By Jackina Stark
John’s account of the resurrection of Jesus includes a tender story about Mary Magdalene that can take your breath away (John 20:1-18):
The sun surely is rising—how perfectly symbolic—as Mary approaches the tomb with spices and perfume to anoint Jesus’ body. She is surprised and confused to find the “stone had been removed from the entrance.” Her heart beating furiously, she makes her way to the opening and looks in and is horrified to find the tomb empty. What travesty has taken place now? she wonders. As she runs to find Peter and John, she surmises what has happened: “They have taken the Lord out of the tomb, and we don’t know where they have put him.”
She races back to the tomb with the two disciples. Peter rushes into the tomb and finds “the strips of linen lying there, as well as the burial cloth” that is folded up separate from the linen. What is this?
The men return home, but Mary remains standing outside the tomb crying. When she looks into the tomb again, she sees two angels in white who ask her why she is crying. “They have taken my Lord away,” she says once again, “and I don’t know where they have put him.”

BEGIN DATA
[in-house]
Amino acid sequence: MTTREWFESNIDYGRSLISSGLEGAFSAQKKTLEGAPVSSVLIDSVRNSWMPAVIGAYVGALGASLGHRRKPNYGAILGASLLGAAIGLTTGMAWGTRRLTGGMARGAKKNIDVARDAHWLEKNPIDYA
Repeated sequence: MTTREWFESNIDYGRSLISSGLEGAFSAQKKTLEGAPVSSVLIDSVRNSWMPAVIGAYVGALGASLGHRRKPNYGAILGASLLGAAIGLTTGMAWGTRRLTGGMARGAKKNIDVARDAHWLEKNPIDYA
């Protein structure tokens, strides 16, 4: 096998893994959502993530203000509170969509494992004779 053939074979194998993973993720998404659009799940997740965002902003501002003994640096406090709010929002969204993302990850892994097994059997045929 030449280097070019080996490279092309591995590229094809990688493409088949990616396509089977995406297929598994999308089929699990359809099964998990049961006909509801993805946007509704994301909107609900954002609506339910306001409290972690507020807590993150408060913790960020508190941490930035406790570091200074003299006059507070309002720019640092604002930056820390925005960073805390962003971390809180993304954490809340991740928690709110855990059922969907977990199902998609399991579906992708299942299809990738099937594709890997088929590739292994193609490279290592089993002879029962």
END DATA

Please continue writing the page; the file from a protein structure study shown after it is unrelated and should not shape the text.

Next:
Something causes her turn around and she sees Jesus standing there, but for whatever reason, she doesn’t recognize him. She thinks he’s the gardener.
He asks her the same question, “Why are you crying?” But he adds another question she will likely remember all her life: “Who is it you are looking for?”
Mary Magdalene has had a very frustrating and heartbreaking morning. “Sir, she says, “if you have carried him away, tell me where you have put him, and I will get him.”
Jesus’ one-word reply to her is special—but is it whispered? Does it convey his great affection? Is it spoken with immeasurable joy? The Bible does not say. We know only what he says.
A smile surely graces her tear-stained face.
“Teacher!” she exclaims.
Mary’s day has taken a remarkable turn. She returns to the disciples with incredibly good news: “I have seen the Lord!”
As we gather around the table to partake in Communion, we remember the sacrificial death of Jesus on the cross, but we also remember he is risen! Look for him. Hear the joy in his voice as he calls you by name. Know he is here and with you always.
Jackina Stark is a retired Ozark Christian College English professor who lives in Branson, Missouri.
The image of Jesus’ appearance to Mary Magdalene is from an 1835 oil on canvas painting by Alexander Andreyevich Ivanov; courtesy of Wikimedia Commons.